Title: Now is the Time to Implement a Multilateral Strategy for the Pacific
Ambassador Steven McGann (ret) and Richard Pruett
Washington should build upon new Congressional initiatives to strengthen its alliances and partnerships with Pacific Islands Countries (PICs). It can best do so by looking beyond bilateral relationships to better utilizing existing regional architecture through multilateral and intergovernmental organizations.
The Pacific Defense Initiative (PDI) proposes over $6 billion in Congressional appropriations for FY2021. Recently introduced by Rep. Mac Thornberry (R-TX), the ranking member of the House Armed Services Committee, and modeled after the European Defense Initiative, the PDI would spend $20 billion over six years to beef up U.S. and Allied defenses in the Indo-Pacific region. It would do so in line with an operational plan that focuses on four areas: joint force lethality; force design and posture; exercise, experimentation, and innovation; and strengthening alliances and partnerships.
Similar bipartisan legislation in the form of HR 7797, the Boosting Long-term U.S. Engagement in the Pacific Act, introduced by Rep. Ed Case (D-HI), with support from other members of the Friends of the Pacific Islands Congressional caucus, would appropriate an additional $1 billion per year for five years in funding for a diplomatic and civilian effort mirroring the PDI. These Congressional initiatives promise to help meet the threats to the region stemming from transnational crime and the rise of an aggressive People’s Republic of China (PRC).
These legislative acts would not be matters for discretionary policy but Congressionally mandated requirements subject to Congressional oversight. Allied and partner countries across the region would see a tangible expression of U.S. commitment to the Indo-Pacific that is politically sustainable and rooted in public law, not in executive agreements that might end with the first change in administrations. Like Secretary of State Mike Pompeo’s July 13 pronouncement listing specific PRC maritime claims in the South China/West Philippine Sea as illegal, the new legislation would give additional clarity to U.S. policy in the region.
Emerging from the Second World War as the Pacific region’s dominant power, the United States was pro-active in shaping regional political institutions. Importantly, the United States was given the responsibility of administering the United Nations (UN) Trust Territory of the Pacific Islands (TTPI) spanning the Western and Central Pacific. Comprised of the Caroline, Mariana, and Marshall Island chains, this territory became what today are the unincorporated U.S. territories of American Samoa, the Commonwealth of the Northern Mariana Islands (CNMI), and Guam, and the independently sovereign Freely Associated States (FAS), consisting of three Micronesian countries: the Marshall Islands, Micronesia, and Palau.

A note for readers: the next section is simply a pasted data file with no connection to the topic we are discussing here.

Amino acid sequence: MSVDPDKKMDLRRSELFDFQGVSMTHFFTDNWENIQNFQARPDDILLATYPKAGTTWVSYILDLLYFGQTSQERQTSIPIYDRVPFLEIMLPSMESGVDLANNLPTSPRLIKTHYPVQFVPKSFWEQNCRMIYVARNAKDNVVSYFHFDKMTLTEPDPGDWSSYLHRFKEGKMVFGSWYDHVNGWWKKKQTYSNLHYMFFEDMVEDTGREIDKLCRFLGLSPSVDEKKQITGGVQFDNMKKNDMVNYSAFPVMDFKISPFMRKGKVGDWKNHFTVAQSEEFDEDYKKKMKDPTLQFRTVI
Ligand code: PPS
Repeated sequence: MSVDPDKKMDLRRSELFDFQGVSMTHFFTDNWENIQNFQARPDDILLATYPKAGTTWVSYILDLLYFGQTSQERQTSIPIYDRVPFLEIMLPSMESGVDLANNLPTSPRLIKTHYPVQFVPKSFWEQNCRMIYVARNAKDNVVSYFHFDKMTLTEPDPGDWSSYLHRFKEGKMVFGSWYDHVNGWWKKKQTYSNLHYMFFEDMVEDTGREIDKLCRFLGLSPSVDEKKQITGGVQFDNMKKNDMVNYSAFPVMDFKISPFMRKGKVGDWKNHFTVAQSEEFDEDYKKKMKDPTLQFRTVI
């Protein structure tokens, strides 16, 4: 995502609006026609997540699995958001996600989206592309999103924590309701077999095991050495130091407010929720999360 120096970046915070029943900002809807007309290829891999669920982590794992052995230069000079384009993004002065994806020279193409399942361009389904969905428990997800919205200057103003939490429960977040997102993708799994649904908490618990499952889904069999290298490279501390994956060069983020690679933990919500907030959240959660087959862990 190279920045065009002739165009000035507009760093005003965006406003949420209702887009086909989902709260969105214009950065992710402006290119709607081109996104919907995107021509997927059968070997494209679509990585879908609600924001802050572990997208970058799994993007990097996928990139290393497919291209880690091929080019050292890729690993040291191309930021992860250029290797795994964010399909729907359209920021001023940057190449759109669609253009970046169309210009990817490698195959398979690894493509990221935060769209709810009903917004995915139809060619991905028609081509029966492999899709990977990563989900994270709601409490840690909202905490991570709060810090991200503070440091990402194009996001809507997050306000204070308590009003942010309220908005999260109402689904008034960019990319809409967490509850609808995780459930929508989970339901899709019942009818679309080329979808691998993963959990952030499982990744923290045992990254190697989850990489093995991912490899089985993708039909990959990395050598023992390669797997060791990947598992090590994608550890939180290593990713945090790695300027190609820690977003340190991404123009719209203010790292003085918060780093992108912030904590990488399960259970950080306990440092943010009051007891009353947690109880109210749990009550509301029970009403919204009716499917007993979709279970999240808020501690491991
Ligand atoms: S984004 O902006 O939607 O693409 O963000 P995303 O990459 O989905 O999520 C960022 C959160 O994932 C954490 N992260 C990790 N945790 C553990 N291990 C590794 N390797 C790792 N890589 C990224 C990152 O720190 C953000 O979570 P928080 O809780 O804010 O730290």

The United States has strong alliances with the FAS; however, the neighboring Micronesian countries of Kiribati and Nauru were not part of the TTPI and so now lie outside this framework. The United States yielded its territorial claims pertaining to Kiribati in 1978.
Washington limited its outreach in the South Pacific. Although it continued to have an ongoing interest in Fiji and Tonga, it refrained from adopting a security role in the Melanesian countries of Papua New Guinea, the Solomon Islands and Vanuatu.
Washington has been inconsistent in the attention it has devoted to its bilateral relationships with the PICs. Periodic power vacuums have occurred that were largely filled by Canberra, Wellington, and the PICs themselves, but also by malign transnational actors operating on the margins of sovereign reach.
In recent years, the PRC has dramatically increased its own bilateral diplomatic and economic presence in the region and attempts to influence its multilateral institutions.
The PICs’ individual capacity to meet governance challenges is often insufficient to achieve regional goals, but, acting collectively, they have a proven record of adopting robust multilateral approaches to successful problem-solving. The United States has repeatedly fostered this unity in its efforts to help the PICs combine and integrate their efforts to develop local capacity over the past nearly 75 years.
The regional intergovernmental institution that best reflects the United States’ inclusive, integrative approach is the Secretariat for the Pacific Community (SPC). The SPC is the most venerable, indispensable, and inclusionary of the eight organizations in the Council of Regional Organizations of the Pacific (CROP). The mission of the SPC is to pool the scientific and other resources among the PICs that otherwise lie beyond the capacity of any single Pacific Island government. A truly pan-Pacific regional organization that includes territories in addition to countries, the 26-member SPC remains the central mainstay of the region’s institutional framework.